This example illustrates the formation of stable colloidal dispersions of selenium tellurium alloy particles with an average diameter of 0.3 micron.

Initially, the solvent Cellosolve®, 100 milliliters, was charged into a 500 milliliter, three-necked round bottom flask equipped with a Teflon paddle stirrer, a gas inlet tube, and a graduated addition funnel. Thereafter, there was added 10 grams of epoxy resin; and a clear solution resulted subsequent to stirring the mixture at room temperature for 4 hours. Subsequently, there was added to the resulting mixture a solution of 8.5 grams, 0.046 moles of diethyl selenite, and 2.5 grams, 0.01 moles of tetraethoxy tellurane in 100 milliliters of Cellosolve®. Stirring was then continued for 5 minutes, and the hydrazine, 5 milliliters, in 70 milliliters of Cellosolve®, was added dropwise to the solution mixture. A dark colored dispersion, consisting of 4.8 grams of a selenium tellurium alloy, 10 grams of epoxy polymer, and 270 milliliters of Cellosolve® was observed on completion of the addition of the hydrazine solution, which consumed a period of about one hour. Transmission electron microscopic analysis of the dispersion indicated that the selenium tellurium alloy particles were of an average diameter of 0.3 micron.

EXAMPLE II

The procedure of Example I was repeated with the exception that there was selected, in place of the epoxy resin, a phenoxy resin; and there resulted, as determined by transmission electron microscopy, a colloidal dispersion with selenium tellurium alloy particles with an average diameter of about 0.3 microns.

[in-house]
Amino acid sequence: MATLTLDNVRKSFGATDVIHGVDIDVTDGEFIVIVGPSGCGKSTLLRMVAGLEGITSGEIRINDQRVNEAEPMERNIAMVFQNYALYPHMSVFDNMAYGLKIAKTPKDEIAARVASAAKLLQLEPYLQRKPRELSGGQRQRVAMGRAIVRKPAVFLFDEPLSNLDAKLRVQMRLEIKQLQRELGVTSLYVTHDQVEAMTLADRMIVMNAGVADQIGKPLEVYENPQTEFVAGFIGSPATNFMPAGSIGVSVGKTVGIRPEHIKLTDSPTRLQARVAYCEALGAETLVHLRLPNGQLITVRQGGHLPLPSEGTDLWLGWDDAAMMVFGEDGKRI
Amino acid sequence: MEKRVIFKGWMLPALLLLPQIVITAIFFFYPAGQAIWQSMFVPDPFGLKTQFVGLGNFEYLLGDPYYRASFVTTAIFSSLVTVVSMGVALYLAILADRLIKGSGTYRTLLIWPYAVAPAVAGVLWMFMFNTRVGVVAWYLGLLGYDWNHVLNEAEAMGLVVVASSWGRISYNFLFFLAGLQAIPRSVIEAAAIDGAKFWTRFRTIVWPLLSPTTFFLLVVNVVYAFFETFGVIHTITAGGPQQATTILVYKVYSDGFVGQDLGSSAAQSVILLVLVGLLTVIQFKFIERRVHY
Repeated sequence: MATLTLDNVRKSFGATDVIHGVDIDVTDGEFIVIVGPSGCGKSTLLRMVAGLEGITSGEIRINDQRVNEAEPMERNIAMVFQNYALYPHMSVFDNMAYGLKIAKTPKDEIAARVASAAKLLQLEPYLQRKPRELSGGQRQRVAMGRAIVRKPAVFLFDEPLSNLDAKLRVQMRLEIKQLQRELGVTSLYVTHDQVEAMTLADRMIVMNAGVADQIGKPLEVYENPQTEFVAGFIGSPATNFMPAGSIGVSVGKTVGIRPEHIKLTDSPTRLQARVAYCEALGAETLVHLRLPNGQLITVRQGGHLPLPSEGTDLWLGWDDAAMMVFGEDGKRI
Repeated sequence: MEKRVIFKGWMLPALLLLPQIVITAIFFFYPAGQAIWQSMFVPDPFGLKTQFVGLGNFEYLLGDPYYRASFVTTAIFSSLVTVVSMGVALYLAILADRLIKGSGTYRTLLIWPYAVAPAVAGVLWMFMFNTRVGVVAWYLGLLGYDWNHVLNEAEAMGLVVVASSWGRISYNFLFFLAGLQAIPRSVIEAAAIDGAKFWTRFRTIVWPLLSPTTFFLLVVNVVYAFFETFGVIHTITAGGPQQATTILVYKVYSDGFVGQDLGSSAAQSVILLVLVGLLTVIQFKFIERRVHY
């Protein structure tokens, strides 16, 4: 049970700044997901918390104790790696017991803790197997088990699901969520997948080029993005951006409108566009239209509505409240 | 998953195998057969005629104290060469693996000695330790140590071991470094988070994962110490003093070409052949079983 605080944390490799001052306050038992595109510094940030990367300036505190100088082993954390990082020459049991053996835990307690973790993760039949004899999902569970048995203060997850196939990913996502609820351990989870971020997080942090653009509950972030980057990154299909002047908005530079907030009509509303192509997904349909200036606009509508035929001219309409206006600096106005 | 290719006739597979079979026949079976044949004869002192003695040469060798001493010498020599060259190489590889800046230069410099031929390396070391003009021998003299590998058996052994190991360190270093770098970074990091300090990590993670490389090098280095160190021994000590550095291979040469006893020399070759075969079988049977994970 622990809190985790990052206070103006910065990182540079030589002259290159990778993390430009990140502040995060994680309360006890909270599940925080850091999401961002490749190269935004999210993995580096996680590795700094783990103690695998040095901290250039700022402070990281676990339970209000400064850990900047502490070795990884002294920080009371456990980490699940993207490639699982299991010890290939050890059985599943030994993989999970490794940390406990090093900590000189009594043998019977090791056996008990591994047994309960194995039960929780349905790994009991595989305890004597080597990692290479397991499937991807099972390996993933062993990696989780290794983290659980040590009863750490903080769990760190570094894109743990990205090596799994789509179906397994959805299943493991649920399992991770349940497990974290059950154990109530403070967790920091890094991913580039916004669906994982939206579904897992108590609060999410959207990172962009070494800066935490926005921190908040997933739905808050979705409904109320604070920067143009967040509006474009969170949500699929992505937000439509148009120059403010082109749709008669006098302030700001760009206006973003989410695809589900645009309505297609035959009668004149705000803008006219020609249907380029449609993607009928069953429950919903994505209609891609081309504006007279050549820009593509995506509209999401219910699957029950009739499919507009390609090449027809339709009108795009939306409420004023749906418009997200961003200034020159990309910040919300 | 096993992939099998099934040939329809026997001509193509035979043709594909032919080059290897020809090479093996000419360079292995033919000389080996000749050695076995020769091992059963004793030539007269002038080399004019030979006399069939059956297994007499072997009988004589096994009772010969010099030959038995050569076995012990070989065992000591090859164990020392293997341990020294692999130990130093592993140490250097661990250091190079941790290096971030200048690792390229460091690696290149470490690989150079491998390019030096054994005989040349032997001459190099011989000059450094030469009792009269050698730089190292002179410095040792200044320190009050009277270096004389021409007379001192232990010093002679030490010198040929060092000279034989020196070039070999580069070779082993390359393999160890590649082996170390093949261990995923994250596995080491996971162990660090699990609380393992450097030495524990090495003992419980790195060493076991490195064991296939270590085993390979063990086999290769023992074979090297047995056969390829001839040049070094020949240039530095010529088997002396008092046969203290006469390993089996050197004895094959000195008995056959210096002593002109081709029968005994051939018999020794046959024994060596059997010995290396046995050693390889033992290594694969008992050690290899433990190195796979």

EXAMPLE III

Initially 100 milliliters of ethylene glycol was charged into a 500 milliliter, three-necked round bottom flask equipped with a Teflon paddle stirrer, a gas inlet tube, and a graduated addition funnel. Subsequently, 2.5 grams, 34.9 milliequivalents, of poly(acrylic acid) with a molecular weight of 250,000 was added to the flask; and purging with argon was accomplished while the reaction mixture was being stirred gently. Upon formation of a clear solution there was added thereto 0.82 grams, 26 milliequivalents, of hydrazine followed by stirring for 30 minutes. Thereafter, a solution of 3.85 grams, 20.8 milliequivalents, of diethyl selenite, 1.3 grams, 5.2 milliequivalents, of tetraethoxy tellurane; and 100 milliliters of ethylene glycol, were added dropwise at ambient temperature over a period of one hour. There resulted a black and stable alloy colloidal dispersion containing 2.5 grams of polyacrylic acid, selenium tellurium alloy particles, 2.25 grams, and ethylene gylcol, 200 milliliters, with the particle size of the alloy being from about 2,200 Angstroms (0.22 micron) to about 3,600 Angstroms (0.36 micron) as determined by transmission electron microscopy.

There can also be prepared in accordance with the process of the present invention colloidal dispersions of selenium, and dispersions of tellurium with particles of a diameter, for example, of from about 0.1 micron to about 0.6 micron.